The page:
There are differences between a Chapter 7 bankruptcy (“liquidation” or “straight bankruptcy”) and a Chapter 13 bankruptcy (the “wage earner’s bankruptcy”). While a Chapter 7 bankruptcy is intended for those who truly cannot repair their debts, a Chapter 13 bankruptcy is essentially a debt consolidation plan that involves a monthly payment to a court-appointed trustee, who distributes the money to creditors. While a Chapter 7 bankruptcy only takes 4 to 6 months to complete, a Chapter 13 bankruptcy can take up to 5 years. A Chapter 13 bankruptcy also allows debtors to keep their assets, while a Chapter 7 bankruptcy involves liquidating all non-exempt assets.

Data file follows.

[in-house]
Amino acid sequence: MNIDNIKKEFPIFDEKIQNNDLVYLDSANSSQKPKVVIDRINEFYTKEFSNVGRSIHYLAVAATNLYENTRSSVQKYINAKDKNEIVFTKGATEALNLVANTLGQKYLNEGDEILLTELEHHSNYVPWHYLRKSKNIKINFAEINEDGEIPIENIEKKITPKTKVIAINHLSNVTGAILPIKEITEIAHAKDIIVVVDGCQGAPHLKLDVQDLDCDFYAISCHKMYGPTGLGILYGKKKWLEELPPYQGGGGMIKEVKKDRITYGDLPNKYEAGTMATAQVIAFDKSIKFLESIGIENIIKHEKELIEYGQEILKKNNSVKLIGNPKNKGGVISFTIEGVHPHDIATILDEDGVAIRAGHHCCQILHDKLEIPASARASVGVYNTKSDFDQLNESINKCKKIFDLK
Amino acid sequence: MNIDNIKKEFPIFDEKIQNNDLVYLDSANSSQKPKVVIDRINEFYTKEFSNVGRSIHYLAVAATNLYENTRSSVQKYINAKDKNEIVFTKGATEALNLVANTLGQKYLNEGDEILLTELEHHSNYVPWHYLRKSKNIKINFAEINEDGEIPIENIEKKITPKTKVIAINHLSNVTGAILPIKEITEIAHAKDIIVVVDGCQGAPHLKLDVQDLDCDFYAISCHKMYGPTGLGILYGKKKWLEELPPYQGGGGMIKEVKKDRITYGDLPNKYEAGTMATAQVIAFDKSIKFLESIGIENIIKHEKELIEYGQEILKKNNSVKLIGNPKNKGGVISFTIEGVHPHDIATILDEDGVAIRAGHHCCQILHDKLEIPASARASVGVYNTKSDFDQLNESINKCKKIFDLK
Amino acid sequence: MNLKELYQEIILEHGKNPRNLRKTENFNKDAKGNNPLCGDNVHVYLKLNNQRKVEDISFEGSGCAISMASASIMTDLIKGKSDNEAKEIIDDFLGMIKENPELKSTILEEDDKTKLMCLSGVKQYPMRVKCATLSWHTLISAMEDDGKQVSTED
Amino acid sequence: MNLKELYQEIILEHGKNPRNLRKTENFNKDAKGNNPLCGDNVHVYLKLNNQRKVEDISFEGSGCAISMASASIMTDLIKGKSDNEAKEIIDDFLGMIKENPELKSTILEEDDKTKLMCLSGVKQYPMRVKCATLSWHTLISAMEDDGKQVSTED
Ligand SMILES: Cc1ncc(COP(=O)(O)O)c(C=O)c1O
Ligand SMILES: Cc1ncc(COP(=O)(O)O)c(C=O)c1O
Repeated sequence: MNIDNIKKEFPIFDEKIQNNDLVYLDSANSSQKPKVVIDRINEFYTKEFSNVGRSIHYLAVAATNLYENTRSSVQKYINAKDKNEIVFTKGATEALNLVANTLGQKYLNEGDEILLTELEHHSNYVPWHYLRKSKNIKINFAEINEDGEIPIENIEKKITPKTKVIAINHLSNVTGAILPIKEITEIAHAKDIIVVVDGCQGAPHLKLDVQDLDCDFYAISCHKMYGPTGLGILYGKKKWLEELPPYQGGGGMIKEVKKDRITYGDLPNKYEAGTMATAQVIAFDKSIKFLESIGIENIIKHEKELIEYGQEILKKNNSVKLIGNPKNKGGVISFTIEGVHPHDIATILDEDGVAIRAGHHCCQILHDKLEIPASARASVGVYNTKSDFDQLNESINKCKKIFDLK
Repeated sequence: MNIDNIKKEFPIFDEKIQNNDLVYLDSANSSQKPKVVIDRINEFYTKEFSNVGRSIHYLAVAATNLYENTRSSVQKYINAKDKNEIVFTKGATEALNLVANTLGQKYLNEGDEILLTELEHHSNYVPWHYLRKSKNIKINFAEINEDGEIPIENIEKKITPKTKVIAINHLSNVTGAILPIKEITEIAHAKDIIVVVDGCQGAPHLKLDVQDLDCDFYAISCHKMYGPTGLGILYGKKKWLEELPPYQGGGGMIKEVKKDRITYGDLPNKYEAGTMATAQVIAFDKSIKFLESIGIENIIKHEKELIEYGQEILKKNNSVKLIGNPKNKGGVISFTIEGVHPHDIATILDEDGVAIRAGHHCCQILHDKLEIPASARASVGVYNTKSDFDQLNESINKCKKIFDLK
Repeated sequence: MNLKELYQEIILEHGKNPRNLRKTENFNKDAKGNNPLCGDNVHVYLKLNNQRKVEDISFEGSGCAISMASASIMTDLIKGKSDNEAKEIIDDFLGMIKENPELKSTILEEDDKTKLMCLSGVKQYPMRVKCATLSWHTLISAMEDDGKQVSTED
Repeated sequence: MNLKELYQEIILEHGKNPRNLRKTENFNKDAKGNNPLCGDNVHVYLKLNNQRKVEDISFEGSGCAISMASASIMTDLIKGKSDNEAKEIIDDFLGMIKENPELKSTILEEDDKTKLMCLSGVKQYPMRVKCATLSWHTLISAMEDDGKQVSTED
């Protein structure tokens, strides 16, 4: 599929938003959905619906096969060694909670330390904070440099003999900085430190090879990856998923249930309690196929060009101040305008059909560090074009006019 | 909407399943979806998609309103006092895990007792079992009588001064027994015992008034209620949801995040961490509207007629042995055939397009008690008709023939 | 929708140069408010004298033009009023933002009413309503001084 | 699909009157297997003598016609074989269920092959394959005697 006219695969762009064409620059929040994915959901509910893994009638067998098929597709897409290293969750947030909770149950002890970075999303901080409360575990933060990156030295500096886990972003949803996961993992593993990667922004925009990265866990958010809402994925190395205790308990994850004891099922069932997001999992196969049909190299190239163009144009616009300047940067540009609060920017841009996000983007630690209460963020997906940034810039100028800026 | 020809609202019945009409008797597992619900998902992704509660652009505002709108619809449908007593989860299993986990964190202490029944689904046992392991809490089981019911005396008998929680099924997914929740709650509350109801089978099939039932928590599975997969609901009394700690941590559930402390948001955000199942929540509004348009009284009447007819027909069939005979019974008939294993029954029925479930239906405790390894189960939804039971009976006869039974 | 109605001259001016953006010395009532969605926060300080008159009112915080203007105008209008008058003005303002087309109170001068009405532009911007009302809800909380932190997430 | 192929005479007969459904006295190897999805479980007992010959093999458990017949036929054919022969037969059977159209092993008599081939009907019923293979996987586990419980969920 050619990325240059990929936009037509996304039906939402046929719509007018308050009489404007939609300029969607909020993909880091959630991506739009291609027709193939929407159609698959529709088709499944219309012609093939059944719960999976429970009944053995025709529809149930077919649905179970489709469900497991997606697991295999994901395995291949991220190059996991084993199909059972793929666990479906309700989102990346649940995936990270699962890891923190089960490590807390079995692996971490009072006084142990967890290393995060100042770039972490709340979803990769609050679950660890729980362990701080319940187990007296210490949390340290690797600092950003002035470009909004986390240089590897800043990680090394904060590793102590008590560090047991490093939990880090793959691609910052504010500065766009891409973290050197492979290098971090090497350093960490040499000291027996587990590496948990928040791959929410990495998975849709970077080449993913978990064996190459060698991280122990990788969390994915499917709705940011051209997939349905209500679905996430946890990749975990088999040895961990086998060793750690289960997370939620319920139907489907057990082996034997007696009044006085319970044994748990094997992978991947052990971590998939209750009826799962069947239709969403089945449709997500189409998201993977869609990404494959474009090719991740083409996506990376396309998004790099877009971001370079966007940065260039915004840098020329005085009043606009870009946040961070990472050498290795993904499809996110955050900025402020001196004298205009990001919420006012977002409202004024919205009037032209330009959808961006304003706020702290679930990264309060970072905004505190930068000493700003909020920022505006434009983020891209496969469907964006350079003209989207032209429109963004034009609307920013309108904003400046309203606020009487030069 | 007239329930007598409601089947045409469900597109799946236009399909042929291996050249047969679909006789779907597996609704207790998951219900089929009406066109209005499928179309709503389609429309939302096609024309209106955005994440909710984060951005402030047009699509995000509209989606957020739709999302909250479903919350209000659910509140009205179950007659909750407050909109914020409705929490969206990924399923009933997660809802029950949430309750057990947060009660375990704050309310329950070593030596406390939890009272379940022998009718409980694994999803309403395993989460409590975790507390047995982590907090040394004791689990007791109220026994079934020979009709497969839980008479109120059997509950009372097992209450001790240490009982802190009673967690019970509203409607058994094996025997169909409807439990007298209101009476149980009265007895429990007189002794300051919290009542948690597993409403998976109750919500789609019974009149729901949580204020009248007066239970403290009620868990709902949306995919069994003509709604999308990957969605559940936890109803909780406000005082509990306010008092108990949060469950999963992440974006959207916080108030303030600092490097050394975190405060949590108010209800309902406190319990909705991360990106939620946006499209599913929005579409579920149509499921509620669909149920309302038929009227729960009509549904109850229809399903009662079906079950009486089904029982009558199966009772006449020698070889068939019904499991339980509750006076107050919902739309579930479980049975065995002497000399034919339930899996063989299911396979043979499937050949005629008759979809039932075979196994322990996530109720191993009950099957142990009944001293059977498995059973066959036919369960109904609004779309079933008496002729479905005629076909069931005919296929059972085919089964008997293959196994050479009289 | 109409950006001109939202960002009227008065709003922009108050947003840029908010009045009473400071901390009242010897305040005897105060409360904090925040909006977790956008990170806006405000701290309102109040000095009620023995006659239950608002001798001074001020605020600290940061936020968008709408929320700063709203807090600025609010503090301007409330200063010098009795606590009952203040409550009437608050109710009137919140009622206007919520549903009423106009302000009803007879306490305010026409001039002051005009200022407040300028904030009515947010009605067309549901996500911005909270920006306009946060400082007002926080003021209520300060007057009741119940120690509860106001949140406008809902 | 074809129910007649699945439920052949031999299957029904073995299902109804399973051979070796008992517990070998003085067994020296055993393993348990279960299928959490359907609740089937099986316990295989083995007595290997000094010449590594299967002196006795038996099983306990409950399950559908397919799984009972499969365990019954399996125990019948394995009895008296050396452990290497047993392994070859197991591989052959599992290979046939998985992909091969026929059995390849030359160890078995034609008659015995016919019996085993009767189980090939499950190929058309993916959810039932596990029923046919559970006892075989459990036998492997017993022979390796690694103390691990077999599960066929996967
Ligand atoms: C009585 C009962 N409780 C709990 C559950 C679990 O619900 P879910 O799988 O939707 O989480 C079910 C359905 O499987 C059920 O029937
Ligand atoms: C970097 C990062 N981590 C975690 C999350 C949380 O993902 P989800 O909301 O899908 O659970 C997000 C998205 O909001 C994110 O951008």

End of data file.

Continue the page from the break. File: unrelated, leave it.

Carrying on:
The Chapter 13 plan is crafted by you, the debtor, and is based upon what you can afford. Your creditors are forced to accept. At Keith, Winters & Wenning, we work closely with each individual to devise a Chapter 13 plan reorganization that makes sense and which is designed to succeed.
HINT: For those in danger of foreclosure, a Chapter 13 repayment plan helps to make up the payments and save the home.